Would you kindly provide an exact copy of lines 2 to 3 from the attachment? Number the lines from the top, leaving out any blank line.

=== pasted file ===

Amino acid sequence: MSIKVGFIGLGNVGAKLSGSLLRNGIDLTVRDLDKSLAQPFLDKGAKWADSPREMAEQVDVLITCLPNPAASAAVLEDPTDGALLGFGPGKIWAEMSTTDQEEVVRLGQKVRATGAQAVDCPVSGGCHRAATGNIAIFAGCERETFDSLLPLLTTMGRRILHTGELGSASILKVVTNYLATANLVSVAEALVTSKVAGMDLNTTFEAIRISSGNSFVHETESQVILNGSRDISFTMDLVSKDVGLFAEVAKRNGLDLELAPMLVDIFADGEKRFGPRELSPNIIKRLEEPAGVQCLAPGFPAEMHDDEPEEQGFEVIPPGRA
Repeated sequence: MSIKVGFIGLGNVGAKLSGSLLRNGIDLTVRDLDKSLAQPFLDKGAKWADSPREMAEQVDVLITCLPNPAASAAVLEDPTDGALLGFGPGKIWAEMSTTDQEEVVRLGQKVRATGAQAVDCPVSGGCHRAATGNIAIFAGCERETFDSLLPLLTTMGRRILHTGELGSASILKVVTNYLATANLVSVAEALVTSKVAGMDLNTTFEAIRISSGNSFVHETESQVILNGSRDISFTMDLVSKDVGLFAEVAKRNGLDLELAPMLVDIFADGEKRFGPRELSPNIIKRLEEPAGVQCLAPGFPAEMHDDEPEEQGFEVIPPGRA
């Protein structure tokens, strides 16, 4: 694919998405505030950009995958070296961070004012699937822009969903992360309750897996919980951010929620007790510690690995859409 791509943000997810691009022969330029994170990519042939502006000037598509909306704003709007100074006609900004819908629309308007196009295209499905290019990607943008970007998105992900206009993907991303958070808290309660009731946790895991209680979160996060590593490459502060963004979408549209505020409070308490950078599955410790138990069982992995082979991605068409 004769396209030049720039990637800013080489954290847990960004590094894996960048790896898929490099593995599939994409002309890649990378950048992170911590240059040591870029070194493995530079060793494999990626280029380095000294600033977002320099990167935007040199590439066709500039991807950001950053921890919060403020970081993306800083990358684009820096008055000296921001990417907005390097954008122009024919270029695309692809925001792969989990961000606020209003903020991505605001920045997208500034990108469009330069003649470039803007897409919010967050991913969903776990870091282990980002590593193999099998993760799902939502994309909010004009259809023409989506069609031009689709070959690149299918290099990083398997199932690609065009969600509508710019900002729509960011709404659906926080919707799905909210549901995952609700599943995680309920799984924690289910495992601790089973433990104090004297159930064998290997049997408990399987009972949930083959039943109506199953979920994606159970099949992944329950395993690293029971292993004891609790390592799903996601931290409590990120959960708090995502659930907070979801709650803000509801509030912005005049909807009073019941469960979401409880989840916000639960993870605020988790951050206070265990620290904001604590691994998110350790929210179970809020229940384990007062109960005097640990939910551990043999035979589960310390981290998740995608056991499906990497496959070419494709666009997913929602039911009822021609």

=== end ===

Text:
Repeated sequence: MSIKVGFIGLGNVGAKLSGSLLRNGIDLTVRDLDKSLAQPFLDKGAKWADSPREMAEQVDVLITCLPNPAASAAVLEDPTDGALLGFGPGKIWAEMSTTDQEEVVRLGQKVRATGAQAVDCPVSGGCHRAATGNIAIFAGCERETFDSLLPLLTTMGRRILHTGELGSASILKVVTNYLATANLVSVAEALVTSKVAGMDLNTTFEAIRISSGNSFVHETESQVILNGSRDISFTMDLVSKDVGLFAEVAKRNGLDLELAPMLVDIFADGEKRFGPRELSPNIIKRLEEPAGVQCLAPGFPAEMHDDEPEEQGFEVIPPGRA
């Protein structure tokens, strides 16, 4: 694919998405505030950009995958070296961070004012699937822009969903992360309750897996919980951010929620007790510690690995859409 791509943000997810691009022969330029994170990519042939502006000037598509909306704003709007100074006609900004819908629309308007196009295209499905290019990607943008970007998105992900206009993907991303958070808290309660009731946790895991209680979160996060590593490459502060963004979408549209505020409070308490950078599955410790138990069982992995082979991605068409 004769396209030049720039990637800013080489954290847990960004590094894996960048790896898929490099593995599939994409002309890649990378950048992170911590240059040591870029070194493995530079060793494999990626280029380095000294600033977002320099990167935007040199590439066709500039991807950001950053921890919060403020970081993306800083990358684009820096008055000296921001990417907005390097954008122009024919270029695309692809925001792969989990961000606020209003903020991505605001920045997208500034990108469009330069003649470039803007897409919010967050991913969903776990870091282990980002590593193999099998993760799902939502994309909010004009259809023409989506069609031009689709070959690149299918290099990083398997199932690609065009969600509508710019900002729509960011709404659906926080919707799905909210549901995952609700599943995680309920799984924690289910495992601790089973433990104090004297159930064998290997049997408990399987009972949930083959039943109506199953979920994606159970099949992944329950395993690293029971292993004891609790390592799903996601931290409590990120959960708090995502659930907070979801709650803000509801509030912005005049909807009073019941469960979401409880989840916000639960993870605020988790951050206070265990620290904001604590691994998110350790929210179970809020229940384990007062109960005097640990939910551990043999035979589960310390981290998740995608056991499906990497496959070419494709666009997913929602039911009822021609």